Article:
A lot can change in a week.
Last week we were preparing for the possibility of Off-Campus (or online) learning. This week all lessons are being delivered as if students are Off-Campus (and most are). Last week, I was taken by an article in the Sydney Morning Herald in which a student had a practise day of off-line learning from her school in Sydney. This week, all of our students are experiencing this for themselves.
This is a summary of her diary:
7.30 am: This morning I had a sleep in. Class usually starts at 8.30 am but today we had to be logged on by 8.20 am. We had to dress in our school uniform.
8.20 am: Period I – Drama. We had a live conference call with our teacher, then we were split off into groups to collaborate and finish the planning and writing for our assessment. It was almost like a big group FaceTime.
9.30 am: For French, we had to work on tasks that we had been set for our listening assessment, and then from 9.45 am we all had to check in with our teacher. My French teacher listened to us speak so that she could correct our accents.
10.55 am: Christian Development. Halfway through the lesson we had a live conference call. Our teacher had technical difficulties for the first 10 minutes of the live stream, because of the Wi-Fi.
12.00 pm: Lunch with my mum and my grandma.
1.10 pm: English: We began watching the Baz Luhrmann version of Romeo and Juliet. Leonardo DiCaprio was quite hot back then.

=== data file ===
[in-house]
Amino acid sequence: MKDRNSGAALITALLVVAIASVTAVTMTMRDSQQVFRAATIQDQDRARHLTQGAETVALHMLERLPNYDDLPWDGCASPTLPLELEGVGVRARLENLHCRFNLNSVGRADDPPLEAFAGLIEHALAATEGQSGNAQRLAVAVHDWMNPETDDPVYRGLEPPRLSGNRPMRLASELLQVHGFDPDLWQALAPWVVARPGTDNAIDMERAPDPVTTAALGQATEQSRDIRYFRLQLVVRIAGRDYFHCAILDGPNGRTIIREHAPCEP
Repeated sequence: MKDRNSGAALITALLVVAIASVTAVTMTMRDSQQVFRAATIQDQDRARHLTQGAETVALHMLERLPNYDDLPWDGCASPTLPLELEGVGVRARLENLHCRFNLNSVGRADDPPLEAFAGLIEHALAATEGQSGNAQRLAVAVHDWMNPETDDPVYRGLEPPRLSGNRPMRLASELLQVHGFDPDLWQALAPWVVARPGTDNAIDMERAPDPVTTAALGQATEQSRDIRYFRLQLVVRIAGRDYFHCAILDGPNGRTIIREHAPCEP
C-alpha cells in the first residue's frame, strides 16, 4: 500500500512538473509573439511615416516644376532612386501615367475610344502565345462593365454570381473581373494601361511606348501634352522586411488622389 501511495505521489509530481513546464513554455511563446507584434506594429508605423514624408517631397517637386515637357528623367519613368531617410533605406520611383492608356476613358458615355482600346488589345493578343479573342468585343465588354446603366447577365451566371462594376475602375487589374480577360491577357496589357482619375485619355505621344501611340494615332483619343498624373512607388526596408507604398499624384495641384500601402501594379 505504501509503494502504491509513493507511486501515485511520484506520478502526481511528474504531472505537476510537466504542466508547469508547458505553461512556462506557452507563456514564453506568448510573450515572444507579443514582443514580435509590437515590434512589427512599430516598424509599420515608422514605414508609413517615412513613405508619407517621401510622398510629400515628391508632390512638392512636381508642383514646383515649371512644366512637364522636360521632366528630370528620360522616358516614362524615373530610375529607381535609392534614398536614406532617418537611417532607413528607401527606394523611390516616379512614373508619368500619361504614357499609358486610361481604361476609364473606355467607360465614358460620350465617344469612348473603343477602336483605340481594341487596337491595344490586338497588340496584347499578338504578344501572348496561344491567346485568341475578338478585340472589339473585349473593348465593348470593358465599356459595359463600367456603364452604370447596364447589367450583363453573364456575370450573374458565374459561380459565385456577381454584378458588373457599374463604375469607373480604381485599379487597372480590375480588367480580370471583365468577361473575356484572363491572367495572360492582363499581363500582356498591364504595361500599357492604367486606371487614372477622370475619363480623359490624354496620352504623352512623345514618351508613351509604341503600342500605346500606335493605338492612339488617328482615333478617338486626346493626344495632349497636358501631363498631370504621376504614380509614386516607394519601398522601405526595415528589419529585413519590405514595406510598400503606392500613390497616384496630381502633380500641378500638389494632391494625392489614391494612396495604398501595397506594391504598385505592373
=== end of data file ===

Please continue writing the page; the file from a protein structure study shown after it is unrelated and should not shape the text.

2.15 pm: During period 5 we had maths. There were a few technical glitches throughout maths as there was lag, and sometimes we couldn’t hear our teacher.
All in all, it was an amazing day. This is a great way to keep learning during times of crisis. I felt like an adult working from home using my device.
(Edited from the diary of a real student. Article By Lara Winsbury, Sydney Morning Herald, March 15, 2020)
At Wollondilly, there have been a few teething problems as we have switched to an Off-Campus Learning model. We expected some issues. Thanks to parents for your patience as we managed those issues. Amongst the scramble, there have been many moments of joy. Staff are exhausted but happy. I could not be more proud of the troops and their dedication to the cause. They report being busier than ever. There is an extra workload in updating or learning skills for online delivery and extra work on top of that in the preparation of different styled lessons.
Thanks to parents. It is a much easier scenario for Sydney households and their IT connectivity to manage online learning as in the example above. Quite another prospect for those in small villages or remote properties. (Thanks again to the staff for working with these parents to ensure the best possible outcome). Thanks for your goodwill, patience, enthusiasm and encouragement. Students have responded very well. It is easy to look at the example from the newspaper and imagine a girl in a quite exclusive club of willing workers. What surprises many (but not us) is the dedication and determination of our own students reflecting a commitment to quality learning.
We can do nothing about the Pandemic but we can control our response to it. God bless you all.
“What lies behind us and what lies ahead of us are tiny matters to what lies within us”.
(Ralph Waldo Emerson)
“The ultimate measure of a man is not where he stands in moments of comfort and convenience, but
where he stands at times of challenge and controversy”.
(Martin Luther King, Jr.)
God is our refuge and strength, an ever-present help in trouble. Therefore we will not fear.